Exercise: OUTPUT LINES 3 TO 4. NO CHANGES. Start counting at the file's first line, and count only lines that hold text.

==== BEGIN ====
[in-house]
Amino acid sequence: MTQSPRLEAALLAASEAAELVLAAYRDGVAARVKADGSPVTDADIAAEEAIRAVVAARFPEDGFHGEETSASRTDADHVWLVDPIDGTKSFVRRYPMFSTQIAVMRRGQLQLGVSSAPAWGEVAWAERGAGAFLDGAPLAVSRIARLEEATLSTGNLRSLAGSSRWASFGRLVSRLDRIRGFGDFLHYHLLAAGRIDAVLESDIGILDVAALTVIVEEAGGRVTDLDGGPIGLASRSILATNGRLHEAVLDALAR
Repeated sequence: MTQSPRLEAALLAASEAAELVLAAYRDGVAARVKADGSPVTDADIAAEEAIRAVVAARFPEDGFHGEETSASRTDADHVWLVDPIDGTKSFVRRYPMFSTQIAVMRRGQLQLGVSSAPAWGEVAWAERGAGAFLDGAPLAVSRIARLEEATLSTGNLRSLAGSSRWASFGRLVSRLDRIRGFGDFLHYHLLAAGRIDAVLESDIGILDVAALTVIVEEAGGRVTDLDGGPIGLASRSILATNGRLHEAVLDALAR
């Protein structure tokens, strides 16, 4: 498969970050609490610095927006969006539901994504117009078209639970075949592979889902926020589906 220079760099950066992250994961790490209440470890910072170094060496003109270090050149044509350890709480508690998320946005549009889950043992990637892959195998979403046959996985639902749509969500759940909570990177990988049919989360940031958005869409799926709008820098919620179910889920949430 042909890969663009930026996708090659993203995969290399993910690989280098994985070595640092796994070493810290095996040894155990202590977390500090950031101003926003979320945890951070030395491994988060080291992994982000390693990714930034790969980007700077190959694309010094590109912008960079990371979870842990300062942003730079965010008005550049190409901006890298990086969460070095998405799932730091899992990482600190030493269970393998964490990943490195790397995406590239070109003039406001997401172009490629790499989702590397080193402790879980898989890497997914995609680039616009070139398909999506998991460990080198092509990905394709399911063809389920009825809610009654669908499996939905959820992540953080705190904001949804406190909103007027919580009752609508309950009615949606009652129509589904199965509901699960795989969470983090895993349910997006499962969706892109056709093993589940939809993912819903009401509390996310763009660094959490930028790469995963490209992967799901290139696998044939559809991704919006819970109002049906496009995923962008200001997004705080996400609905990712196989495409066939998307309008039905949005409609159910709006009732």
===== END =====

Repeated sequence: MTQSPRLEAALLAASEAAELVLAAYRDGVAARVKADGSPVTDADIAAEEAIRAVVAARFPEDGFHGEETSASRTDADHVWLVDPIDGTKSFVRRYPMFSTQIAVMRRGQLQLGVSSAPAWGEVAWAERGAGAFLDGAPLAVSRIARLEEATLSTGNLRSLAGSSRWASFGRLVSRLDRIRGFGDFLHYHLLAAGRIDAVLESDIGILDVAALTVIVEEAGGRVTDLDGGPIGLASRSILATNGRLHEAVLDALAR
């Protein structure tokens, strides 16, 4: 498969970050609490610095927006969006539901994504117009078209639970075949592979889902926020589906 220079760099950066992250994961790490209440470890910072170094060496003109270090050149044509350890709480508690998320946005549009889950043992990637892959195998979403046959996985639902749509969500759940909570990177990988049919989360940031958005869409799926709008820098919620179910889920949430 042909890969663009930026996708090659993203995969290399993910690989280098994985070595640092796994070493810290095996040894155990202590977390500090950031101003926003979320945890951070030395491994988060080291992994982000390693990714930034790969980007700077190959694309010094590109912008960079990371979870842990300062942003730079965010008005550049190409901006890298990086969460070095998405799932730091899992990482600190030493269970393998964490990943490195790397995406590239070109003039406001997401172009490629790499989702590397080193402790879980898989890497997914995609680039616009070139398909999506998991460990080198092509990905394709399911063809389920009825809610009654669908499996939905959820992540953080705190904001949804406190909103007027919580009752609508309950009615949606009652129509589904199965509901699960795989969470983090895993349910997006499962969706892109056709093993589940939809993912819903009401509390996310763009660094959490930028790469995963490209992967799901290139696998044939559809991704919006819970109002049906496009995923962008200001997004705080996400609905990712196989495409066939998307309008039905949005409609159910709006009732």